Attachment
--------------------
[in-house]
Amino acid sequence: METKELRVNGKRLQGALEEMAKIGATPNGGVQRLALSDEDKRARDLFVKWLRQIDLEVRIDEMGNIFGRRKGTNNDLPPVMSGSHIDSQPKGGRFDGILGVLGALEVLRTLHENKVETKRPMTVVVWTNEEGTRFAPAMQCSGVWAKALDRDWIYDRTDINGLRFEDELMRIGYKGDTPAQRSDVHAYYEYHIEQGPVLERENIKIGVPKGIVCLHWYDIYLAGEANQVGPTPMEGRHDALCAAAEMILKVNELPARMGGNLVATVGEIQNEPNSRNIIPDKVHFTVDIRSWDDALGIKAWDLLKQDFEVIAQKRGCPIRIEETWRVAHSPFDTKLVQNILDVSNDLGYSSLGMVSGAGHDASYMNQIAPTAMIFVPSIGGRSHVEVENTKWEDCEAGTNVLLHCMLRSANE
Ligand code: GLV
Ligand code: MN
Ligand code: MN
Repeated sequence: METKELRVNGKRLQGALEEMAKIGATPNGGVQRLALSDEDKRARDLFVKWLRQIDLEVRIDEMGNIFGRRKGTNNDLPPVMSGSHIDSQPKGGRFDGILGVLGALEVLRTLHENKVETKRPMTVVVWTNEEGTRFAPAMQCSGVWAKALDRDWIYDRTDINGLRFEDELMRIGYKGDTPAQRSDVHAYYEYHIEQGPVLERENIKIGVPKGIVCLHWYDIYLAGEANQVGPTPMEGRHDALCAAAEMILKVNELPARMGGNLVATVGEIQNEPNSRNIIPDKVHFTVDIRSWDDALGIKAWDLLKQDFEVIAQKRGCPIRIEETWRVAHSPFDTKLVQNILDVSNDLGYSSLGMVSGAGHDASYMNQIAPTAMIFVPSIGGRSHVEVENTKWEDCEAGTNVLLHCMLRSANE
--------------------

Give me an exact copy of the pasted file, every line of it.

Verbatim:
[in-house]
Amino acid sequence: METKELRVNGKRLQGALEEMAKIGATPNGGVQRLALSDEDKRARDLFVKWLRQIDLEVRIDEMGNIFGRRKGTNNDLPPVMSGSHIDSQPKGGRFDGILGVLGALEVLRTLHENKVETKRPMTVVVWTNEEGTRFAPAMQCSGVWAKALDRDWIYDRTDINGLRFEDELMRIGYKGDTPAQRSDVHAYYEYHIEQGPVLERENIKIGVPKGIVCLHWYDIYLAGEANQVGPTPMEGRHDALCAAAEMILKVNELPARMGGNLVATVGEIQNEPNSRNIIPDKVHFTVDIRSWDDALGIKAWDLLKQDFEVIAQKRGCPIRIEETWRVAHSPFDTKLVQNILDVSNDLGYSSLGMVSGAGHDASYMNQIAPTAMIFVPSIGGRSHVEVENTKWEDCEAGTNVLLHCMLRSANE
Ligand code: GLV
Ligand code: MN
Ligand code: MN
Repeated sequence: METKELRVNGKRLQGALEEMAKIGATPNGGVQRLALSDEDKRARDLFVKWLRQIDLEVRIDEMGNIFGRRKGTNNDLPPVMSGSHIDSQPKGGRFDGILGVLGALEVLRTLHENKVETKRPMTVVVWTNEEGTRFAPAMQCSGVWAKALDRDWIYDRTDINGLRFEDELMRIGYKGDTPAQRSDVHAYYEYHIEQGPVLERENIKIGVPKGIVCLHWYDIYLAGEANQVGPTPMEGRHDALCAAAEMILKVNELPARMGGNLVATVGEIQNEPNSRNIIPDKVHFTVDIRSWDDALGIKAWDLLKQDFEVIAQKRGCPIRIEETWRVAHSPFDTKLVQNILDVSNDLGYSSLGMVSGAGHDASYMNQIAPTAMIFVPSIGGRSHVEVENTKWEDCEAGTNVLLHCMLRSANE